Friday, December 30, 2011
Wednesday, December 21, 2011
2. A substitute.
So I've been thinking. I've been thinking about spiritual stand-ins. During the past year I've experienced a lot of challenges. I've also had friends and family experience challenges. Its part of life. In attempting to understand the "why" of my own personal tragedies I came to learn that if allowed, the Lord has lessons to teach us through these challenges. I've come to realize that these challenges and adversities allow my Savior to take his teaching role in my life and help to mold me spiritually. Learning this has caused me to have more gratitude for challenges (I still have my moments of hating them of course, I'M HUMAN!). I seem to have more faith that I will be able to get through them with my Savior and that I can be a better person because of them. I'll admit that I would have loved to had someone come and sweep me away, out of those miserable moments, those times when I just couldn't take it anymore, when I just couldn't see the light ahead. Shoot I'd love to have all of my challenges taken away this very instant, but I know better--1. that will never happen; 2. I know its for my eternal good!
I'm sure you'll all agree with me, we all want that someone to make everything alright and for all the bad to just go away.
This got me thinking. Do we not as mothers do that for our children? Do we attempt to make all the bad stuff go away? Maybe its how its meant to be, but because of what I've learned about challenges and the Savior's ability to succor and to comfort and all that it has taught me about the atonement and turning to my Savior (because I didn't have someone there to make the bad stuff go away), it causes me to wonder. I wonder whether or not we can actually become stand-in's for the Savior when he is the only real source of peace, comfort, and the only one able to save. In our attempts to love and free our children and others from pain and suffering do we actually neglect and lose out on opportunities to teach them of the power of the atonement and to help them develop a relationship with their Savior? Do we attempt to make all of the bad go away and thus rid them of the need for the Savior? Do we prevent circumstances that would otherwise require bended knees and humility before the Lord?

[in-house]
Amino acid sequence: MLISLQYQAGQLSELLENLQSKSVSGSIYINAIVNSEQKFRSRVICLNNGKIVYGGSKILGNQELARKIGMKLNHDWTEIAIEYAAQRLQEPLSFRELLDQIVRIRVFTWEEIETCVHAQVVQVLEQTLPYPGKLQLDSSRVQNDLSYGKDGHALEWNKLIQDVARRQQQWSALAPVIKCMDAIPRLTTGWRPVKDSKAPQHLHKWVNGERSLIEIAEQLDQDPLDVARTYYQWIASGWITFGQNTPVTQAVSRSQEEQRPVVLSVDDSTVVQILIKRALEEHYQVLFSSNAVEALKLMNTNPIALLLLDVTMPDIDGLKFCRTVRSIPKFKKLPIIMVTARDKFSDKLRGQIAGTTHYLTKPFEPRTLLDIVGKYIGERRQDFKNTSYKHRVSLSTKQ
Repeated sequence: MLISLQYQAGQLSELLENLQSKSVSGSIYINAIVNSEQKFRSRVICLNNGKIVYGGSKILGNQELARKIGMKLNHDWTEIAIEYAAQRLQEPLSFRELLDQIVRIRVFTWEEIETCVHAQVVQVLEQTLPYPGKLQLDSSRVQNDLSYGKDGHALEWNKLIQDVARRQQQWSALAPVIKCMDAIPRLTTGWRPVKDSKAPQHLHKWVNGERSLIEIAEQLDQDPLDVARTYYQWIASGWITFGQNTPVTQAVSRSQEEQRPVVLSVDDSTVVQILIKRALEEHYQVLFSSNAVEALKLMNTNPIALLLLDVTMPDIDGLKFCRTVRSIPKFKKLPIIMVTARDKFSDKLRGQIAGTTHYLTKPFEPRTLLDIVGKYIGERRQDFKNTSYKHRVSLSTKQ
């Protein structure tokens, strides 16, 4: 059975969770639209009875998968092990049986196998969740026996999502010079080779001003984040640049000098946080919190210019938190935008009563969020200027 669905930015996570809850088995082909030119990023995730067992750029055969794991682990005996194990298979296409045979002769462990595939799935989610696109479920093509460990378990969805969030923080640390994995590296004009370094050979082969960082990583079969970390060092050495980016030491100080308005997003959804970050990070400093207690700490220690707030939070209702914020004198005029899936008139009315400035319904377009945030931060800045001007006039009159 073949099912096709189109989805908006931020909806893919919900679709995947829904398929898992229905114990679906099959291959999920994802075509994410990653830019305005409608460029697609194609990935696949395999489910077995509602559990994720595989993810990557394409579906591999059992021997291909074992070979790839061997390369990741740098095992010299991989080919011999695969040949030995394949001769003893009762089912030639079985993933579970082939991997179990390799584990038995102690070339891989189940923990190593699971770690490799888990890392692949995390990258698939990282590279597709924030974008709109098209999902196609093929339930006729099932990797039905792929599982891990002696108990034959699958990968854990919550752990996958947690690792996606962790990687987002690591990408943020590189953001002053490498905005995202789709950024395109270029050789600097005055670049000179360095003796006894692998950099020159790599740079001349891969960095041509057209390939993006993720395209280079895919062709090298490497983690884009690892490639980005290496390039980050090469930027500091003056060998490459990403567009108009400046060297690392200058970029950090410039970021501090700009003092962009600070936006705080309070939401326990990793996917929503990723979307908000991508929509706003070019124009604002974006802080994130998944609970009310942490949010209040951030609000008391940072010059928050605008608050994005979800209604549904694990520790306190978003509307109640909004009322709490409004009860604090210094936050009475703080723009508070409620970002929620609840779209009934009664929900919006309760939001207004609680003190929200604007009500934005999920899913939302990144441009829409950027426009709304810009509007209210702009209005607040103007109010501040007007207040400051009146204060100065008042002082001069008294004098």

Earlier this year our son received a priesthood blessing just prior to his ADOS evaluation to determine a diagnosis of Autism. In the blessing, the Lord blessed our son that he would be able to use the atonement to rise above challenges. I've thought a lot about that promise and realized my role in helping to teach Gavin the power of the atonement. It wasn't until my adult years that I began to understand the atonement as a source of peace and comfort to pains and sorrows. It had always been viewed as a mechanism for forgiveness of sin. I had never understood the underlying foundation of the atonement, perfect (complete) love.
At the age of 2, Gavin has already had to do many hard things. There have been countless moments when I've wanted to quit it all. I've wanted to just embrace the happy boy that our son is, avoid his challenges, and forget the therapies. He will have even harder things ahead. I sometimes think about the days ahead and fear when his autistic characteristics in his speech and social behavior will turn from cute now, to odd and different which will lead other children to tease him and not want to be his friend. I hope and pray that I fear the worst, but of course I want nothing more than to prevent those moments from ever happening. But, I can't. There will most likely always be noticeable differences and even typically developing children generally always experience social insecurities, bullying, and the likes. Shoot! I was nicknamed "Stacy O'Smell" my freshman year by the boys in biology class and was constantly teased by the girls on my sports teams through high school. Its inevitable. Looking back, I didn't have a parent rushing in to make things better, I didn't even tell my parents, but if I had understood the atonement more and the power of my Savior to help me through those moments, I could have grown from them, instead of becoming more and more insecure and hating high school when it came to social relationships.